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Rockets under mayors

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The government should put ‘rocket boosters’ under the idea of directly elected Mayors to ensure that all parts of the country are in a position to benefit from UK’s world class technology sector, according to thinktank Policy Exchange (14 August 2014).

Our report says that Britain is already benefitting from the growth of technology firms with 1.2 million people employed in the sector. The technology sector also received more equity investment than any other sector over the past three years. However, the fruits of this success are predominantly being felt in and around London and the South East.
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The report argues that ‘clusters’ – geographic concentrations of interconnected companies and institutions in a particular field – are the most effective way of boosting the technology sector across the country. It highlights a number of challenges facing northern towns and cities:

A ‘brain drain’ from the North. Over a third of graduates from major universities leave the North East (37%) and North West (36%) while as many as 55% leave Yorkshire and the Humber. For STEM subjects, the figures are 35%,34% and 52% respectively. Those from the top ranked universities leave in higher numbers.

A lack of local leadership. As many as 37 local authorities are covered by more than one Local Enterprise Partnerships (LEPs), creating a mismatch between the geography over which LEPs have responsibility and the business communities on the ground.

Access to finance. A study by the UK Business Angel Association found that businesses in London and the South East attracted 54% of angel funding in 2012/13. At a venture capital level, the two regions also dominated, receiving 58% of total UK investment.

Transport links. The average speed of journeys from Manchester, Newcastle, Liverpool, Leeds and Sheffield to London is 77.6mph, compared with an average speed between those northern cities of just 46mph. Slow journeys make it harder for people to move between clusters to access and share work, ideas and opportunities and is a major barrier for foreign and London based investors.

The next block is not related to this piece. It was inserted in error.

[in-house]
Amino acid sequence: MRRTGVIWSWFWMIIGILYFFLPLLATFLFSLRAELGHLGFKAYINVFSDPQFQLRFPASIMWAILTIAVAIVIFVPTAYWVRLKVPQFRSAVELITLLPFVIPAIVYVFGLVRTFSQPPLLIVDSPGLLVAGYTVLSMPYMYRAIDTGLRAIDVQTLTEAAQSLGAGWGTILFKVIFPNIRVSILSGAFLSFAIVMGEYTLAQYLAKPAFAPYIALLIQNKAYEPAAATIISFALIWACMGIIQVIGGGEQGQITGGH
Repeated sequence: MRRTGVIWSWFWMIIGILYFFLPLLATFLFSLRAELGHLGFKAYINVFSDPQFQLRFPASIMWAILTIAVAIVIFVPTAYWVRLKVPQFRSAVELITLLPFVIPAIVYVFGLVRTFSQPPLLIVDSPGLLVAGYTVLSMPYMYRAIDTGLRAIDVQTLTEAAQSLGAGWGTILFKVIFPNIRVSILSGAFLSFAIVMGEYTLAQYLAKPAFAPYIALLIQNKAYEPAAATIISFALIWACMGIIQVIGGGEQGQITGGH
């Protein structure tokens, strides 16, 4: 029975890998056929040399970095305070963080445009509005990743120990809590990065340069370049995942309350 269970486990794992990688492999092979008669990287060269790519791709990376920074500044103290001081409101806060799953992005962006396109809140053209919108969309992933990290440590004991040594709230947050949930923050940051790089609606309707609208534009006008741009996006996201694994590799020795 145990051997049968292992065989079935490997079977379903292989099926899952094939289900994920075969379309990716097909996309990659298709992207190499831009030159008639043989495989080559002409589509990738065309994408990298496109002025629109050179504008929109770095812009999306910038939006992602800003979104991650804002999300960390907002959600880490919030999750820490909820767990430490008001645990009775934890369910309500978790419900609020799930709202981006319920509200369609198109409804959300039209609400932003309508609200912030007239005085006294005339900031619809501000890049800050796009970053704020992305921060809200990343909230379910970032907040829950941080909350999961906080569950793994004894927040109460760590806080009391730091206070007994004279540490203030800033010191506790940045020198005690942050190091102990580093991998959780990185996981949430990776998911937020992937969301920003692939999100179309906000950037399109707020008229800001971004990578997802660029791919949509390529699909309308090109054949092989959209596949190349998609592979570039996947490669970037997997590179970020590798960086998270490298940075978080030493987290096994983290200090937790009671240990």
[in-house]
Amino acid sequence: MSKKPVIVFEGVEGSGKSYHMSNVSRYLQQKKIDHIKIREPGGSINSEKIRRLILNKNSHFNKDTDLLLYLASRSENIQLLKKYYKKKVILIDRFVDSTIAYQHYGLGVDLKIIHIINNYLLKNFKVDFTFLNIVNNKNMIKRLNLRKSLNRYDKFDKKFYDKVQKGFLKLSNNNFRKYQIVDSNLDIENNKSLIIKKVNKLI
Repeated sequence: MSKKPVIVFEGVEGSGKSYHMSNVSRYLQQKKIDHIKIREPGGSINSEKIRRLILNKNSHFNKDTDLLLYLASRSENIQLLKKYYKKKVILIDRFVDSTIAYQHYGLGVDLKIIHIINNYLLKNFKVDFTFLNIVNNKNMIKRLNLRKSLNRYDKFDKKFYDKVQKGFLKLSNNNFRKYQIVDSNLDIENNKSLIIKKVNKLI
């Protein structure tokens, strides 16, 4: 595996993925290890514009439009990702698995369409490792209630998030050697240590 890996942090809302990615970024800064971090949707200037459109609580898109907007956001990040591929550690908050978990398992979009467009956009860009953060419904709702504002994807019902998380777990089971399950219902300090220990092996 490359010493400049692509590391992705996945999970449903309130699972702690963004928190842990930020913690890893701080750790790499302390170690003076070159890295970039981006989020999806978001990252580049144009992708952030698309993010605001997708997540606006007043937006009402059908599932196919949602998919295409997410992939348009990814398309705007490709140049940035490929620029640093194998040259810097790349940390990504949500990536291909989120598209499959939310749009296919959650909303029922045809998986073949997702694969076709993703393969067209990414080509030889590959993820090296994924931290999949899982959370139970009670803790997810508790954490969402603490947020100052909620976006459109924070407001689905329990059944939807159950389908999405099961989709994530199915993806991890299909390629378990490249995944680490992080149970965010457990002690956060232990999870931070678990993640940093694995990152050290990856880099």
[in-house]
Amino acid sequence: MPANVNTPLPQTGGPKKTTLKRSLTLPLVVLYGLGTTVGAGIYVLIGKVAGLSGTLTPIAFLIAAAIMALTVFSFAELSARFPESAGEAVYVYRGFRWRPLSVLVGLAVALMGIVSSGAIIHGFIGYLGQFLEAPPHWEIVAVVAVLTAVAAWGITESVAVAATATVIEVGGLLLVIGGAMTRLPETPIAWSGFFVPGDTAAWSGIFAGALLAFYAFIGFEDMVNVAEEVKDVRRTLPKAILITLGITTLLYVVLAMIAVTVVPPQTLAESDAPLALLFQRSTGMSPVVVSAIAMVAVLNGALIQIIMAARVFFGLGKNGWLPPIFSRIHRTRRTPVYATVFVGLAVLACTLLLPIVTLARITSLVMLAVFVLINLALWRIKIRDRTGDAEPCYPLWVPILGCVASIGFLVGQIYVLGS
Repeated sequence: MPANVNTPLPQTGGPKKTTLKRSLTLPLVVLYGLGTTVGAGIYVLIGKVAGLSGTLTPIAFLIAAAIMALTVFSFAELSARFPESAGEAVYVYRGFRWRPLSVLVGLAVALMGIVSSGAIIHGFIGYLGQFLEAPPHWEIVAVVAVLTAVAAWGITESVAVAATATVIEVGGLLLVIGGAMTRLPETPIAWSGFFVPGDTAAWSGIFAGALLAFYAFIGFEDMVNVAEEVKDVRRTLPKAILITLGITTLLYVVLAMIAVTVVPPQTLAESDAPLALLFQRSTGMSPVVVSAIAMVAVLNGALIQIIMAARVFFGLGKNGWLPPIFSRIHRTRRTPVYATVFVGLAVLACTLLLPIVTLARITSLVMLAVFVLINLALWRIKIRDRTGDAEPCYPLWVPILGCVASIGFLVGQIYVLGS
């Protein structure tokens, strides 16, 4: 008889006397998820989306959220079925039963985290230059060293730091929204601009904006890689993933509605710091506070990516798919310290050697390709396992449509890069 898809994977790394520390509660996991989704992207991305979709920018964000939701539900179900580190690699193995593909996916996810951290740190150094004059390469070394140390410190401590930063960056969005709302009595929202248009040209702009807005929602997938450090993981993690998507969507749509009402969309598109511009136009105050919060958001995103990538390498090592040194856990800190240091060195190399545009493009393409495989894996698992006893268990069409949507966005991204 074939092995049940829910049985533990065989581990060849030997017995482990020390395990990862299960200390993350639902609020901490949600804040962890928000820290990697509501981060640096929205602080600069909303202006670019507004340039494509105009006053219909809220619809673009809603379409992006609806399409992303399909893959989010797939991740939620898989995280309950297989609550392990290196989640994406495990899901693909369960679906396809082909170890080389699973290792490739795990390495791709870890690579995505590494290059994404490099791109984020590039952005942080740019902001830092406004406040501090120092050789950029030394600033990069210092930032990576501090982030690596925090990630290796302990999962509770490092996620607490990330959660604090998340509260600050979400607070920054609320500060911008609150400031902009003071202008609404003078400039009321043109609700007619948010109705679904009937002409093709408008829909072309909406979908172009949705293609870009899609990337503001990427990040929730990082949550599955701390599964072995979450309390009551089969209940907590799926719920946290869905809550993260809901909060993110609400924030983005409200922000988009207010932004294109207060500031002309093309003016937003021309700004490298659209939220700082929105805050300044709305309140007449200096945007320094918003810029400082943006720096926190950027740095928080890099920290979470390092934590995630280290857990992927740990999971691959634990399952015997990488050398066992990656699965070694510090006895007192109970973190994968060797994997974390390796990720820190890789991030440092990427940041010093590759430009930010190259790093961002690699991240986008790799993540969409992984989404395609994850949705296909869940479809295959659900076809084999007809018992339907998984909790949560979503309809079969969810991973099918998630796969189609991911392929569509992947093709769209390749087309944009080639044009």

The report makes a series of recommendations to boost the growth of technology clusters in the North, including:

Reviving the idea of directly elected Mayors with appropriately devolved powers to lead economic growth in their areas including the development of tech clusters.

Investing in rail and road infrastructure to better connect northern towns and cities. High Speed 3 should be carefully considered but policymakers should also be aware that travel between towns and cities is extremely slow.

Encouraging universities to let students retain the intellectual property of products or services they create while studying. Stronger bonds between the university and graduate may help retain more top quality entrepreneurs in the local area.

What exactly has a directly elected mayor got to do with ‘world class technology sectors’? Is “the technology sector”, whatever that is, implanted in the South East because London has a directly elected mayor? Liverpool has a directly elected mayor. So where is Silicon Mersey Valley?

The average speed of journeys from Manchester, Newcastle, Liverpool, Leeds and Sheffield to London “is 77.6 mph”. How does that work? Does that mean everyone driving down the motorway is breaking the speed limit?

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Written by beleben

August 16, 2014 at 10:50 am

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